Locate Areas with a Combination of Food and Resting Habitat
Dr. Mark Petrie is director of conservation planning at Ducks Unlimited's Vancouver, Washington
, office. Four years ago DU staff participated in a study led by Dan Buffett and others from DU Canada to track duck movements in the Puget Sound−Fraser River delta along the Washington−British Columbia border. Specifically, the study focused on ducks' use of estuaries in these areas.
"It was previously assumed that ducks used estuaries that were close to agricultural food sources more than estuaries that had natural foods but no ready access to agricultural zones," Petrie explains. "We wanted to see if this was true. If so, this would help us identify and conserve the estuaries of greatest importance to ducks that pass through or winter in these study areas.
"We radio-marked 200 northern pintails
and American wigeon
, and monitored their movements from when they arrived in October until they left in March. Our study verified the earlier belief that the estuaries in close proximity to agricultural foods held ducks for much longer periods of time than areas with estuaries only. In these latter areas the ducks left when natural food sources in the estuaries were depleted. But they hung around all winter long in areas where the combination of estuaries and agricultural food sources existed." (Wigeon foraged heavily on green grasses planted as winter cover crops in harvested agricultural fields, and pintails primarily consumed leftover potatoes and waste grain in harvested fields.)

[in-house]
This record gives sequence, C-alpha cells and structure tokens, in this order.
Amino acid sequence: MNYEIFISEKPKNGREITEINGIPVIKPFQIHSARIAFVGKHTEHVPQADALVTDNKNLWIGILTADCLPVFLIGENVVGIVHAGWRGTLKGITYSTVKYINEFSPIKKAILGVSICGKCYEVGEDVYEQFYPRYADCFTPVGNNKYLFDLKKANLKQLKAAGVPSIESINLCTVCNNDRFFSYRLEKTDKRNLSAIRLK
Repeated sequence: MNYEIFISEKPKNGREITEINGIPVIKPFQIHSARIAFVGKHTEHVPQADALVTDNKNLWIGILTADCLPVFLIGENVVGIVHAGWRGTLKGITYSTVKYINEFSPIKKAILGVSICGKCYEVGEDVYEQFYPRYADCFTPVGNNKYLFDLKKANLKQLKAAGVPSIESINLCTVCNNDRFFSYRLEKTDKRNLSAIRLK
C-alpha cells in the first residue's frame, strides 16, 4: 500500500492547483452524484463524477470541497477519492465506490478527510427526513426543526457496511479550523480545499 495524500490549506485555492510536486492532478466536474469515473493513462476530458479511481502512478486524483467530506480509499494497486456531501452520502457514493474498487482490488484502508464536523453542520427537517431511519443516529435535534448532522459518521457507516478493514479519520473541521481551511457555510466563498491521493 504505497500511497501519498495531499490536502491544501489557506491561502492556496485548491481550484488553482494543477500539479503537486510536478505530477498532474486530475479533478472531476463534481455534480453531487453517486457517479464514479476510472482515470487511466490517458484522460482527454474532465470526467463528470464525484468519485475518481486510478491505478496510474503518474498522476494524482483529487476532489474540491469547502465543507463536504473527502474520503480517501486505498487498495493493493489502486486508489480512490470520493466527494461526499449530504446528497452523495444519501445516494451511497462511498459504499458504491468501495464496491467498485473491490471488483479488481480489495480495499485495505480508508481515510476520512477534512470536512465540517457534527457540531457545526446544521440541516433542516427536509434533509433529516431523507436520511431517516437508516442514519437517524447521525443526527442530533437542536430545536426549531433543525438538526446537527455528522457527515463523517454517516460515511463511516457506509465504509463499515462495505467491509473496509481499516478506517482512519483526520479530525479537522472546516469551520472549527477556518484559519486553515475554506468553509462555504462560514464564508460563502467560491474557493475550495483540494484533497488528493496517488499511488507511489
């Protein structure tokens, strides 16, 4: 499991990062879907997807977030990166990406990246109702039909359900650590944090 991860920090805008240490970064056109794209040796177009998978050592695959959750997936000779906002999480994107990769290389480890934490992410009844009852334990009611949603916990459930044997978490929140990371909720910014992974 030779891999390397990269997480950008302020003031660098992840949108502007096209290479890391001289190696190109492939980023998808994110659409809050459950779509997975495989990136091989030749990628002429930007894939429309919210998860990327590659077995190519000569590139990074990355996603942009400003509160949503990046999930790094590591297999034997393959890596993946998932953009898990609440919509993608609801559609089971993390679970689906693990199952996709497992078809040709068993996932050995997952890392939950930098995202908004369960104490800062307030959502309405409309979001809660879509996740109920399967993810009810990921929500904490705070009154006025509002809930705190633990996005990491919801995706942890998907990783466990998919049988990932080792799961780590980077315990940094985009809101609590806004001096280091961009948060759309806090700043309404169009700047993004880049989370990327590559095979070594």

What is the lesson here for duck hunters? The answer is obvious: areas with a combination of safe resting habitat and plentiful agricultural foods will attract more ducks and hold them longer than other areas.
Waterfowlers should scout as much as time allows to find this preferred combination of food and refuge. Find the groceries in close proximity to healthy wetland habitat where waterfowl can rest without being disturbed, and you'll likely find lots of ducks.